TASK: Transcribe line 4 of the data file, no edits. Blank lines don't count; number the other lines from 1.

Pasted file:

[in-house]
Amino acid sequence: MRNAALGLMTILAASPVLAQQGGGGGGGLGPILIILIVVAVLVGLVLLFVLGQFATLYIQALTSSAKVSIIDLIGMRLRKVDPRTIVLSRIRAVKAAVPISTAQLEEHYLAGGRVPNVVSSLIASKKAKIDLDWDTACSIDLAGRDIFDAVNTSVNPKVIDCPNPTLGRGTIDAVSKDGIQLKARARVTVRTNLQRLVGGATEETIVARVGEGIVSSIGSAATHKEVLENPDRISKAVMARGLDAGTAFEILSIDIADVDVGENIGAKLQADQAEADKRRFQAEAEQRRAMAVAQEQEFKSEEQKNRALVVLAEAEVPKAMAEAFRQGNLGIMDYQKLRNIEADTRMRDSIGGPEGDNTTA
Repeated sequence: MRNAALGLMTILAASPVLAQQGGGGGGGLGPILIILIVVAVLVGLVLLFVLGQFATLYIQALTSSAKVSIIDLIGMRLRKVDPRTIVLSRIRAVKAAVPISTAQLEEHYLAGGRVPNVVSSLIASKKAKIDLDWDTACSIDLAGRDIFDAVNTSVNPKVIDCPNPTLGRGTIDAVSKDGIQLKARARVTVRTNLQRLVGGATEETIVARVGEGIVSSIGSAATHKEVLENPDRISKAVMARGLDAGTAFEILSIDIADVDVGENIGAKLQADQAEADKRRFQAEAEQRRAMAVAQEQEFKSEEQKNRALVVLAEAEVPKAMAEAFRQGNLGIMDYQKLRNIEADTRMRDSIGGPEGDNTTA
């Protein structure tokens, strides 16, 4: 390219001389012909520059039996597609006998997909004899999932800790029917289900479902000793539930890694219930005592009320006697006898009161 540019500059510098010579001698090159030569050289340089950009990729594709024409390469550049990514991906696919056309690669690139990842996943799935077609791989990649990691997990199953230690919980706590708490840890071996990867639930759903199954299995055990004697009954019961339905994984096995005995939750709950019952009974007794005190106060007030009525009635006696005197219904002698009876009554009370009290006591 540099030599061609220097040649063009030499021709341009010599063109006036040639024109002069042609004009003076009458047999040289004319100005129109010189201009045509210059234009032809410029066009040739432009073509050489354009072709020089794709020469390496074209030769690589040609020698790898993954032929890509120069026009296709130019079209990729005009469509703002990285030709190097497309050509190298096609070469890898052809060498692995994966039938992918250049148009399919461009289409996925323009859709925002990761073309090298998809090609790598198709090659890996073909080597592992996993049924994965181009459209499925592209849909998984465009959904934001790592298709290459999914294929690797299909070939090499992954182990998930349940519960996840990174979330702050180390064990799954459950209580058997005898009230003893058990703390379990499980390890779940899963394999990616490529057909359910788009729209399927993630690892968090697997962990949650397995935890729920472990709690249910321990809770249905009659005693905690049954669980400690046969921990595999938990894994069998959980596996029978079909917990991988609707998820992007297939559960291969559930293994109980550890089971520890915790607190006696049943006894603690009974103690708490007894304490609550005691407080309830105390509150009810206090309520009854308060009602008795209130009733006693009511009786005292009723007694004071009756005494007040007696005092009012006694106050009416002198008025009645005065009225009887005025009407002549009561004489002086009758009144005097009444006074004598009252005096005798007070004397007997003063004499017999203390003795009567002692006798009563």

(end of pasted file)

């Protein structure tokens, strides 16, 4: 390219001389012909520059039996597609006998997909004899999932800790029917289900479902000793539930890694219930005592009320006697006898009161 540019500059510098010579001698090159030569050289340089950009990729594709024409390469550049990514991906696919056309690669690139990842996943799935077609791989990649990691997990199953230690919980706590708490840890071996990867639930759903199954299995055990004697009954019961339905994984096995005995939750709950019952009974007794005190106060007030009525009635006696005197219904002698009876009554009370009290006591 540099030599061609220097040649063009030499021709341009010599063109006036040639024109002069042609004009003076009458047999040289004319100005129109010189201009045509210059234009032809410029066009040739432009073509050489354009072709020089794709020469390496074209030769690589040609020698790898993954032929890509120069026009296709130019079209990729005009469509703002990285030709190097497309050509190298096609070469890898052809060498692995994966039938992918250049148009399919461009289409996925323009859709925002990761073309090298998809090609790598198709090659890996073909080597592992996993049924994965181009459209499925592209849909998984465009959904934001790592298709290459999914294929690797299909070939090499992954182990998930349940519960996840990174979330702050180390064990799954459950209580058997005898009230003893058990703390379990499980390890779940899963394999990616490529057909359910788009729209399927993630690892968090697997962990949650397995935890729920472990709690249910321990809770249905009659005693905690049954669980400690046969921990595999938990894994069998959980596996029978079909917990991988609707998820992007297939559960291969559930293994109980550890089971520890915790607190006696049943006894603690009974103690708490007894304490609550005691407080309830105390509150009810206090309520009854308060009602008795209130009733006693009511009786005292009723007694004071009756005494007040007696005092009012006694106050009416002198008025009645005065009225009887005025009407002549009561004489002086009758009144005097009444006074004598009252005096005798007070004397007997003063004499017999203390003795009567002692006798009563």